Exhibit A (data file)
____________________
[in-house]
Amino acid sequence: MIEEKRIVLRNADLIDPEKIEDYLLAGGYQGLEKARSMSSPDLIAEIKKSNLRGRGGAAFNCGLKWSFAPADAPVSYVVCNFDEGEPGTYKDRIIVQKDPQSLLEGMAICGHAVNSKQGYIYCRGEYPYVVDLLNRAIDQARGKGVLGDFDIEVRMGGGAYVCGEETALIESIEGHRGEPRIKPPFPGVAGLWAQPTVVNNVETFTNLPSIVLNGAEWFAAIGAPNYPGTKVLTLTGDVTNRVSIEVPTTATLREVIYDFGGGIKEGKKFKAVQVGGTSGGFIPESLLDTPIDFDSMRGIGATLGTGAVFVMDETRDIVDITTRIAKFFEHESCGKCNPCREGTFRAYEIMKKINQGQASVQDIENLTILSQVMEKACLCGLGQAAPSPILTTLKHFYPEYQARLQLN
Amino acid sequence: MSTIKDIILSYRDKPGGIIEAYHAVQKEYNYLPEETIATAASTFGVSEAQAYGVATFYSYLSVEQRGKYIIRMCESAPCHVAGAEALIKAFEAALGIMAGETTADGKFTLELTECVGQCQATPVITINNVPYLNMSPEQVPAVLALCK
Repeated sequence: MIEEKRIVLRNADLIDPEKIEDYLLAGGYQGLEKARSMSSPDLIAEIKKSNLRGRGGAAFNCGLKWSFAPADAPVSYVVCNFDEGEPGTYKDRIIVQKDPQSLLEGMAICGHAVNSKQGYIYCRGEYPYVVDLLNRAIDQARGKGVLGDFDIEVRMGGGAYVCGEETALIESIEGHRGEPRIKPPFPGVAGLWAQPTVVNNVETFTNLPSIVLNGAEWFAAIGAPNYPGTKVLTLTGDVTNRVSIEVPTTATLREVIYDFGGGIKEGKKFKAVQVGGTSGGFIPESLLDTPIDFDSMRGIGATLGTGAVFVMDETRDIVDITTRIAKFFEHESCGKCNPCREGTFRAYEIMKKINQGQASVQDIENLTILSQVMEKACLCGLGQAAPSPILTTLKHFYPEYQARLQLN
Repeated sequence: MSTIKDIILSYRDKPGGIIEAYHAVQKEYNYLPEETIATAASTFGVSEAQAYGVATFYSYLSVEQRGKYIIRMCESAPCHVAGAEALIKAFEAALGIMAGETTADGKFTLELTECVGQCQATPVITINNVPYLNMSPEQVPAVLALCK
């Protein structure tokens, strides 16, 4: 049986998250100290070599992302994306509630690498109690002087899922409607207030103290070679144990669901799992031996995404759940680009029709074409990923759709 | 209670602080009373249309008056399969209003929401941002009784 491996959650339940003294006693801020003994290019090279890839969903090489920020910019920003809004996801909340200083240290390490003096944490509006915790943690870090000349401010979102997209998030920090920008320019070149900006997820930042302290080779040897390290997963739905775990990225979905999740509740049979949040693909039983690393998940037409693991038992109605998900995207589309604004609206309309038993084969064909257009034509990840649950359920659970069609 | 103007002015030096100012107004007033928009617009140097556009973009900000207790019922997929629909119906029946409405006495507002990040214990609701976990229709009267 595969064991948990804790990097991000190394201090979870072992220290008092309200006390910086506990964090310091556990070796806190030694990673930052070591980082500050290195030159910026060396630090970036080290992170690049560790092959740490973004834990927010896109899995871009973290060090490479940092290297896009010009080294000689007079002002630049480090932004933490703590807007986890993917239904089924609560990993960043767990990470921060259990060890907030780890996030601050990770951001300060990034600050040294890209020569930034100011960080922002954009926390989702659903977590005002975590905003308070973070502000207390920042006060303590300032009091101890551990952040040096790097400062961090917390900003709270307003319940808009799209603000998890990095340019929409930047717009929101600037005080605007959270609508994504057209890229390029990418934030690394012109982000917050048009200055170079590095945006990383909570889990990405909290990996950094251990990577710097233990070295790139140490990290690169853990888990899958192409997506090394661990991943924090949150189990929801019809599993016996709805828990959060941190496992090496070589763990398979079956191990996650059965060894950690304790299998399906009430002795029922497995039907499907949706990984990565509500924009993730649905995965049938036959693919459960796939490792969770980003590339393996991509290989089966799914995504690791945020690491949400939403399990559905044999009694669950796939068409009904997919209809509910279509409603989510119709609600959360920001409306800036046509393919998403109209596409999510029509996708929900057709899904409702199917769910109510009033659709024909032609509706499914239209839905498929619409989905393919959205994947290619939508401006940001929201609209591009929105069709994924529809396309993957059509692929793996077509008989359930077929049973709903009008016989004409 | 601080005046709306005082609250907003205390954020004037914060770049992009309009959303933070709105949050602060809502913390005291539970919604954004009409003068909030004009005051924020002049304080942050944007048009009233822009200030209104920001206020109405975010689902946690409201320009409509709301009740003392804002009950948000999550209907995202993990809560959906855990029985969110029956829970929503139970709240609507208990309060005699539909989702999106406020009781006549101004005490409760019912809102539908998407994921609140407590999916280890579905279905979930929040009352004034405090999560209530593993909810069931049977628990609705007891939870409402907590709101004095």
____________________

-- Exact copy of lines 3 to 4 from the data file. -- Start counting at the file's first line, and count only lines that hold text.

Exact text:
Amino acid sequence: MSTIKDIILSYRDKPGGIIEAYHAVQKEYNYLPEETIATAASTFGVSEAQAYGVATFYSYLSVEQRGKYIIRMCESAPCHVAGAEALIKAFEAALGIMAGETTADGKFTLELTECVGQCQATPVITINNVPYLNMSPEQVPAVLALCK
Repeated sequence: MIEEKRIVLRNADLIDPEKIEDYLLAGGYQGLEKARSMSSPDLIAEIKKSNLRGRGGAAFNCGLKWSFAPADAPVSYVVCNFDEGEPGTYKDRIIVQKDPQSLLEGMAICGHAVNSKQGYIYCRGEYPYVVDLLNRAIDQARGKGVLGDFDIEVRMGGGAYVCGEETALIESIEGHRGEPRIKPPFPGVAGLWAQPTVVNNVETFTNLPSIVLNGAEWFAAIGAPNYPGTKVLTLTGDVTNRVSIEVPTTATLREVIYDFGGGIKEGKKFKAVQVGGTSGGFIPESLLDTPIDFDSMRGIGATLGTGAVFVMDETRDIVDITTRIAKFFEHESCGKCNPCREGTFRAYEIMKKINQGQASVQDIENLTILSQVMEKACLCGLGQAAPSPILTTLKHFYPEYQARLQLN